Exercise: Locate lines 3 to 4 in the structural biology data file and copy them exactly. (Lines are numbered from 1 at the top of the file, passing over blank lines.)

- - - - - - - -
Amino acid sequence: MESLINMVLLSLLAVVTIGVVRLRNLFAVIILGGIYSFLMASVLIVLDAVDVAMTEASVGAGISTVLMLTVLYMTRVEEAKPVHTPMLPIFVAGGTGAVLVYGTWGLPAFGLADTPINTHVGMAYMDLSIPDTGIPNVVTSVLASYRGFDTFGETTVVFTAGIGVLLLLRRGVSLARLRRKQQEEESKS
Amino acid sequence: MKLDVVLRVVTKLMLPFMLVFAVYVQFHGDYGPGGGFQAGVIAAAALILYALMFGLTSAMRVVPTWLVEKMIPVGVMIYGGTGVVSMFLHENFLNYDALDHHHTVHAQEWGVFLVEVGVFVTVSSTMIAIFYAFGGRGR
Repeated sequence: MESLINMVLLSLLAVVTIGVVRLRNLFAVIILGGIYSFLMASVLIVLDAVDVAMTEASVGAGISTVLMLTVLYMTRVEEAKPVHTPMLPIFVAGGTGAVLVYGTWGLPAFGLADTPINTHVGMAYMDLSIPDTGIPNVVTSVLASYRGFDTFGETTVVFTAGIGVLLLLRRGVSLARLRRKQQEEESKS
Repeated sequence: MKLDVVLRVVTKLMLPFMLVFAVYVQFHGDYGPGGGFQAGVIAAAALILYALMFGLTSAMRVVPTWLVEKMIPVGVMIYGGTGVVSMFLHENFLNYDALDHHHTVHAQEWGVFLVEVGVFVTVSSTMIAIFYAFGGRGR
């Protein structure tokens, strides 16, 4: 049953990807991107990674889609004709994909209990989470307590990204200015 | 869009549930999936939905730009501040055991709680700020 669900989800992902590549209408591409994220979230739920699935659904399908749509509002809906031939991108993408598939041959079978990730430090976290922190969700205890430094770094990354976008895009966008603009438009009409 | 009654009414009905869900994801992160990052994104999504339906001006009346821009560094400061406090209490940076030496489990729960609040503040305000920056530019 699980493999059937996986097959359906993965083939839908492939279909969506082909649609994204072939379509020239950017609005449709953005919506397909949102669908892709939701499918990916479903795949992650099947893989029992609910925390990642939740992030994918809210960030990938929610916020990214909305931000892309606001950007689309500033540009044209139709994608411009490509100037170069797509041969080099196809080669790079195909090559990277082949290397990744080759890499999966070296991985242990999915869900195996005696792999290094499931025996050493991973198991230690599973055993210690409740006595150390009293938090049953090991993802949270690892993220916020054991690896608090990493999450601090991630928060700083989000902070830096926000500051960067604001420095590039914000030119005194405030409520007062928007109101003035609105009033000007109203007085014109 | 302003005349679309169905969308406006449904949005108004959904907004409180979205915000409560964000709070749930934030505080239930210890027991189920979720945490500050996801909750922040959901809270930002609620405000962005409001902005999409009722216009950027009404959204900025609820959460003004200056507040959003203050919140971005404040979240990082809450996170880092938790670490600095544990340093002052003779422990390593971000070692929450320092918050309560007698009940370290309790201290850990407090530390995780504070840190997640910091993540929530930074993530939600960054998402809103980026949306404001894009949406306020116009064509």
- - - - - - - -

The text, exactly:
Repeated sequence: MESLINMVLLSLLAVVTIGVVRLRNLFAVIILGGIYSFLMASVLIVLDAVDVAMTEASVGAGISTVLMLTVLYMTRVEEAKPVHTPMLPIFVAGGTGAVLVYGTWGLPAFGLADTPINTHVGMAYMDLSIPDTGIPNVVTSVLASYRGFDTFGETTVVFTAGIGVLLLLRRGVSLARLRRKQQEEESKS
Repeated sequence: MKLDVVLRVVTKLMLPFMLVFAVYVQFHGDYGPGGGFQAGVIAAAALILYALMFGLTSAMRVVPTWLVEKMIPVGVMIYGGTGVVSMFLHENFLNYDALDHHHTVHAQEWGVFLVEVGVFVTVSSTMIAIFYAFGGRGR